Sunday, October 01, 2006


Say that you’re in charge of staffing a US Embassy in a far-away country.. You’d want adventurous people, open to change and ready for new experiences, right? Or would you staff it with people that can’t even bear to use “foreign” toilet paper? Doesn’t seem like a tough choice, does it? It seems obvious that in a logical world, you’d opt for the first kind of person. Instead, the US government seems to select people that like foreign countries only when there are extensive buffers in place… .
They come over with huge containers of stuff: cleaning products, Kleenex, toilet paper, office supplies, not to mention all those familiar US foods, especially breakfast cereal. When they run out, they order more through the diplomatic pouch, so they never pay overseas postage charges or customs fees. I assure you that there are locally produced, low-cost cleaning products, facial tissues and food here. There is also a wealth of French and Lebanese products available. It’s just not what you’d get back in the USA.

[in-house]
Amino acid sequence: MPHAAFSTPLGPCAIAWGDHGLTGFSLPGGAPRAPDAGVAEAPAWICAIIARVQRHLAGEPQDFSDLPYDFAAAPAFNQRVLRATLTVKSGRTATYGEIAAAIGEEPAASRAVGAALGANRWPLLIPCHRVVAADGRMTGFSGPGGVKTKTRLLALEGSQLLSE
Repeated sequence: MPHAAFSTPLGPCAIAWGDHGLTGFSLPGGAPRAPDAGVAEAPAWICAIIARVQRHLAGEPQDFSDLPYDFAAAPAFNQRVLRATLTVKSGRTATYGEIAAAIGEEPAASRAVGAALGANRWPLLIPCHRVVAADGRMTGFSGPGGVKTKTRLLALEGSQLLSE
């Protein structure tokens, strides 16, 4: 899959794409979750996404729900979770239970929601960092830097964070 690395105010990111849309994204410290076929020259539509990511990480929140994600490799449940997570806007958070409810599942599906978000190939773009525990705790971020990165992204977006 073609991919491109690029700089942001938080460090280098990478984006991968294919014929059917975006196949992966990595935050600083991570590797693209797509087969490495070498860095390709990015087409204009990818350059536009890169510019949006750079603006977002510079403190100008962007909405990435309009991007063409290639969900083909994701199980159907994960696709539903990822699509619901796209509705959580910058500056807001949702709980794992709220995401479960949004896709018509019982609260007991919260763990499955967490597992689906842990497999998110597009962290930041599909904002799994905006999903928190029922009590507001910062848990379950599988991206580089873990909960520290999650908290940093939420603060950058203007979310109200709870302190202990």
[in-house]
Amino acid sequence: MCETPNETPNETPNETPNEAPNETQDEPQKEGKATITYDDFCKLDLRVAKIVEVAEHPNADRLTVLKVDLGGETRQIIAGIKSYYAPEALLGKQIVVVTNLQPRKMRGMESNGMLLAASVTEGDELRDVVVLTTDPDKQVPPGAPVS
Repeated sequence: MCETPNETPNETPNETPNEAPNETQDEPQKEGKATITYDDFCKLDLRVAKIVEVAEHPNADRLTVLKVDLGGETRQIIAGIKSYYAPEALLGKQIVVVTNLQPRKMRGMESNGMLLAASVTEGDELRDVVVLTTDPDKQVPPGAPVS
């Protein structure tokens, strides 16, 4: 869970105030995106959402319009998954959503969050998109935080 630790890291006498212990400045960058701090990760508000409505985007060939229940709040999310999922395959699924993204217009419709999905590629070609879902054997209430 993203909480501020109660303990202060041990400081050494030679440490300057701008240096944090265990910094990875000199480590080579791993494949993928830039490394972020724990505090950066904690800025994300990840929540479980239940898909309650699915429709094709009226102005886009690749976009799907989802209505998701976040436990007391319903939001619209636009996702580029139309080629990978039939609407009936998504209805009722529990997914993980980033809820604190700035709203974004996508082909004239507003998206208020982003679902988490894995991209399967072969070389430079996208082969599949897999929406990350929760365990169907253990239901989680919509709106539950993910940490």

Now, in a way, I understand the attraction. When I get a hold of a blue box of Kraft Mac and cheese, my heart gives a little jolt at sight of this relic of “home”. Ranch salad dressing positively gives me palpitations. The thing is, I’m not sure it is good to be here if you are the kind of person that constantly needs to be surrounded by these kind of reminders of the comforts of the USA. I imagine that it is reassuring to have a storeroom stocked with all the products you grew up with, even though you are 4000 miles away from your homeland. But if you need that, why did you ever go? Are you leaving room for anywhere else to become at least “homelike”? Isn’t being an expat all about seeing how other people live? And if you don’t try to actually get out and live some of it yourself, you may as well stay Stateside and watch Discovery Channel. One part of living the adventure is shopping in the market and getting used to “strange” food. “Odd” tastes become familiar, “clashing” colors start to look good together, “pointless” customs start to make sense. It’s what it’s all about, living here.